Brick and Tile Works In Apedale & Chesterton

An Apedale BrickFrom around 1760 bricks were being made at the Gresley brickworks which was situated in the Apedale valley. These bricks were used to construct the drainage channels for the mines in the area, using the clay mined from Gresley’s own workings.

When the Parker brothers approached Sir Nigel to lease land for iron works in the 1780s, a private Act of Parliament (1783) was obtained which detailed the arrangement. Part of this agreement stated that Gresley would provide the bricks for the construction from his own Apedale brickworks.  Prices were fixed at 10 shillings (50p) per thousand and the Parkers would have to collect the bricks directly from the ovens themselves.  Gresley would also be the sole supplier of iron ore, and coal; again at prices that were fixed.  In return the Parkers would construct the iron works within 12 months and pay a rent of £8 and 8 shillings per year.  The iron works became operational in 1785.

Brick and Tile Display in the MuseumIn the late 1700s and early 1800s ownership of the brickworks passed into the Heathcote family, along with the rest of the Apedale Estate.  Under the control of the Heathcotes, especially Richard Edensor Heathcote, Apedale reached new heights of prosperity.  Later Heathcotes were less interested in industry and left the running of Apedale to more capable hands, preferring to act as figureheads.  One example was Francis Stanier who leased the Apedale in 1866 for 35 years, for £8,000 per year plus royalties.  However Stanier opted out of the lease early, having made a personal fortune, as the market for iron was poor with seemingly little prospect of recovery.  Due to this situation, Captain Justinian Edwards Heathcote, the main owner of Apedale at that time, formed the Midland Coal, Coke and Iron Company. The brickworks produced bricks mainly for use in the mines and ironworks,and the surplus sold on the open market.  The Midland Coal, Coke and Iron Company closed around 1930 due to the economic troubles of the time.  The whole Apedale estate was auctioned off, including the brickworks, which was listed in the catalogue as a brickworks with 57 acres of the finest brick and tile clay, approximately 7 million tons.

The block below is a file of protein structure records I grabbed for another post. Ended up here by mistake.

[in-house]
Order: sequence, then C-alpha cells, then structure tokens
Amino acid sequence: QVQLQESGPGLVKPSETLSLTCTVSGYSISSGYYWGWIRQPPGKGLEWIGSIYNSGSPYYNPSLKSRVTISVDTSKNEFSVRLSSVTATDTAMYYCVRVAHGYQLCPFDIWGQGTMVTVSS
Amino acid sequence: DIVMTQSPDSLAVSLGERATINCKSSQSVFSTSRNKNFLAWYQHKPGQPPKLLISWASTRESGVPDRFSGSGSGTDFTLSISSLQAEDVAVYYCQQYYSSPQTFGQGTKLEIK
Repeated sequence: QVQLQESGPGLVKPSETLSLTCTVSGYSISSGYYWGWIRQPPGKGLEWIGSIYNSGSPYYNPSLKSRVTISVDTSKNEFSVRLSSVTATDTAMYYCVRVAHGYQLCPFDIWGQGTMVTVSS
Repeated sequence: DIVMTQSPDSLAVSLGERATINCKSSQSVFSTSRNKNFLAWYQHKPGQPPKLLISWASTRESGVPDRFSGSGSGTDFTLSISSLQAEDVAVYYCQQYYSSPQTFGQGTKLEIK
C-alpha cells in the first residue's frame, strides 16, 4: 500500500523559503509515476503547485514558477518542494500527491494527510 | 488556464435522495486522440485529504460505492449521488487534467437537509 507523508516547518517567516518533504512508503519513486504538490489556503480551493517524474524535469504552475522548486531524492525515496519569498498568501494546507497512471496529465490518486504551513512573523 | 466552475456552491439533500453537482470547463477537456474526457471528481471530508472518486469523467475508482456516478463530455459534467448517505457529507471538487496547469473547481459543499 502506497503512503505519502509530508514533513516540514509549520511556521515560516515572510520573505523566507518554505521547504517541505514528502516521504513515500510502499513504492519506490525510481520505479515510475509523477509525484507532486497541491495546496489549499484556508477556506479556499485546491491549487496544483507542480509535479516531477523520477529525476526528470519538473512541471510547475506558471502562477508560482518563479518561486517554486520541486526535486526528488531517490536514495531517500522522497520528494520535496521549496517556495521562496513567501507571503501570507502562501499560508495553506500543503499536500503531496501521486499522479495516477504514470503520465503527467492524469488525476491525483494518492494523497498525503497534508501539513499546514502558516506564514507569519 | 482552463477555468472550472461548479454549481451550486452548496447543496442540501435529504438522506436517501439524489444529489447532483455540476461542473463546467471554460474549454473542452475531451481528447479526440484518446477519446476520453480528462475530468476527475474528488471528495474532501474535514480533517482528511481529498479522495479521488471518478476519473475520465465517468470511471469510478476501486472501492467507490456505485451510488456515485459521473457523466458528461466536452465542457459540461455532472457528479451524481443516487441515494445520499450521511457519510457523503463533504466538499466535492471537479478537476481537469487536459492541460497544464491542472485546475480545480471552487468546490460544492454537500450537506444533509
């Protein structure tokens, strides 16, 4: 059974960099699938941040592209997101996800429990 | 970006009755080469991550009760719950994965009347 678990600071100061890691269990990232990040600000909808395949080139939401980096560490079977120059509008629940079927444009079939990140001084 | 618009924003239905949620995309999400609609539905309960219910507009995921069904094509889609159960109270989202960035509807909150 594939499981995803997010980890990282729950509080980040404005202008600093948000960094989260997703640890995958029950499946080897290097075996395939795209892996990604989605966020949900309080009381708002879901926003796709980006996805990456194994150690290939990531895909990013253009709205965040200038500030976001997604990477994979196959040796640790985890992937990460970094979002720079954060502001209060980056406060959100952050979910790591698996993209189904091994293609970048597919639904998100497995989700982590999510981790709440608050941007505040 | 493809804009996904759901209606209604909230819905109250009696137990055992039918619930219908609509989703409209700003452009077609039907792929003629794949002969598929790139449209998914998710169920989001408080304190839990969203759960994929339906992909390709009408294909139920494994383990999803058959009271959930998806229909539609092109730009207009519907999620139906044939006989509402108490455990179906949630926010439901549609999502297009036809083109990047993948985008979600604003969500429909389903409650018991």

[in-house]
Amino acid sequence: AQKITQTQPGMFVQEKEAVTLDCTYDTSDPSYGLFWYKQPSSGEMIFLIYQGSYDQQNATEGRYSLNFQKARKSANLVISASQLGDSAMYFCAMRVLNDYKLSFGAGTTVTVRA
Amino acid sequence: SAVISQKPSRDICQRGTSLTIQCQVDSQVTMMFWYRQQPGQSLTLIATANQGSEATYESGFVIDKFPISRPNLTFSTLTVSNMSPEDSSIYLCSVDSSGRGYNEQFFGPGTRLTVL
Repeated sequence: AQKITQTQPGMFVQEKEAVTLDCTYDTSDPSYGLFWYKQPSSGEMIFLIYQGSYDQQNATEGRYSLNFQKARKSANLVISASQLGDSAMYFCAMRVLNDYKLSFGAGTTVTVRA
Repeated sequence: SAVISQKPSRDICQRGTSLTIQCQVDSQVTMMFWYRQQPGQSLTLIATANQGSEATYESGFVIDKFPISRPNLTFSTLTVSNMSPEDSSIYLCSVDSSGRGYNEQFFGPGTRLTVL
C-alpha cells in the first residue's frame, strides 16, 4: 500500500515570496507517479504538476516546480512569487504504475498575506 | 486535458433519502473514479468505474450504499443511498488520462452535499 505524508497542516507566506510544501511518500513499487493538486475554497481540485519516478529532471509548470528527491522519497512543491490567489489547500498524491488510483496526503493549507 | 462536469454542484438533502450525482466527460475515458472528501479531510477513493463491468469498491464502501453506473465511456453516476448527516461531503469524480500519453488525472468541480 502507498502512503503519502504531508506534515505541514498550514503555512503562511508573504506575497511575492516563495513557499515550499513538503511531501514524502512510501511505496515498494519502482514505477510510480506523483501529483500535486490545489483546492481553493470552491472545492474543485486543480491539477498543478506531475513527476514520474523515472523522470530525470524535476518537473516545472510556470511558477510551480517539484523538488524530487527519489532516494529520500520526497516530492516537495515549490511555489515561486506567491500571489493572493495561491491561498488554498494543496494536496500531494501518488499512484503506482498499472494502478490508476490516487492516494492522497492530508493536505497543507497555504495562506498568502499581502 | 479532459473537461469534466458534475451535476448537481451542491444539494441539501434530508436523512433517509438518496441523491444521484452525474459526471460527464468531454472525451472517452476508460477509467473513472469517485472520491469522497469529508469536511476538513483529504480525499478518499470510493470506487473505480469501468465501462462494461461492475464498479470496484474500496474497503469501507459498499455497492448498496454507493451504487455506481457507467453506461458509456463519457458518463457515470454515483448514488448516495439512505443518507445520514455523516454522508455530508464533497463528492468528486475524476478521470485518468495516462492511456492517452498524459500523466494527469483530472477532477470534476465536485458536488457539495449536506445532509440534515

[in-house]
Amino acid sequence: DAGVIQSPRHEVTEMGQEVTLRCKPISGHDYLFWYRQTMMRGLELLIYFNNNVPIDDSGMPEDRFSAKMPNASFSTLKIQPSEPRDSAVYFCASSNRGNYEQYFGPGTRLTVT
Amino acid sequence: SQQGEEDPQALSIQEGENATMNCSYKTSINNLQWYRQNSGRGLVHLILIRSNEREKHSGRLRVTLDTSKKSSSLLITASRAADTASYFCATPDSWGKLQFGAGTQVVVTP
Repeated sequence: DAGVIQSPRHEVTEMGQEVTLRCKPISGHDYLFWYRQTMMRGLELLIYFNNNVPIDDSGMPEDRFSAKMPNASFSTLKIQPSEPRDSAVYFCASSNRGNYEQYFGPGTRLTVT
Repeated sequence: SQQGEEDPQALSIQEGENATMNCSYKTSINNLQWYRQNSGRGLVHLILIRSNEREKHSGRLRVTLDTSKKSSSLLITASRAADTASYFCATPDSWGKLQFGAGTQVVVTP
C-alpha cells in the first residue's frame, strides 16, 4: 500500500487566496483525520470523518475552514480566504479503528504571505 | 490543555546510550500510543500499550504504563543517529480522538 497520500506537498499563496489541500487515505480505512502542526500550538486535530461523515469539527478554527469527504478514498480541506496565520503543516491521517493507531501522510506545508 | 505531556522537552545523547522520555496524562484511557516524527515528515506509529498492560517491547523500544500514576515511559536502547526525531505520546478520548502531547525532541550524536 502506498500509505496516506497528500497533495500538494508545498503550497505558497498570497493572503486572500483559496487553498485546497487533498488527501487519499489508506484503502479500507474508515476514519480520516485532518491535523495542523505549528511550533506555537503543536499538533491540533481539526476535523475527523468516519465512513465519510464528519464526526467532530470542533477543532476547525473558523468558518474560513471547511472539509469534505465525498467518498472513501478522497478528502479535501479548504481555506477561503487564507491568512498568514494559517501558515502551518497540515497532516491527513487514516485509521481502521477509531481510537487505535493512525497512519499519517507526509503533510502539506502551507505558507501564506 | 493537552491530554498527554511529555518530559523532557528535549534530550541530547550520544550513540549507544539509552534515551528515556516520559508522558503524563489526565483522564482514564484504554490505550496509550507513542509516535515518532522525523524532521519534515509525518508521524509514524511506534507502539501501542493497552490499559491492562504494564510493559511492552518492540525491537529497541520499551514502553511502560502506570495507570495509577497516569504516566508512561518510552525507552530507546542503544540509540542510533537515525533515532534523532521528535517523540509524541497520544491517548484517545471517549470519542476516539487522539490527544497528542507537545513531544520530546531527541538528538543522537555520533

In the early part of the 20th Century the Apedale and Chesterton area had become a major centre for the production of bricks and roof tiles with more than eight different companies in operation.  Notable was G. H. Downing, at one time the largest producer of roof tiles in the world.  Another important company was Howle Brick & Tile (1932), which was taken over in 1939 by G. H. Downing.

In the Heritage Centre museum we have a comprehensive collection of bricks and roof tiles all made here in North Staffordshire, including many made in the Apedale and Chesterton area.

Gordon Howle and Ken Perkins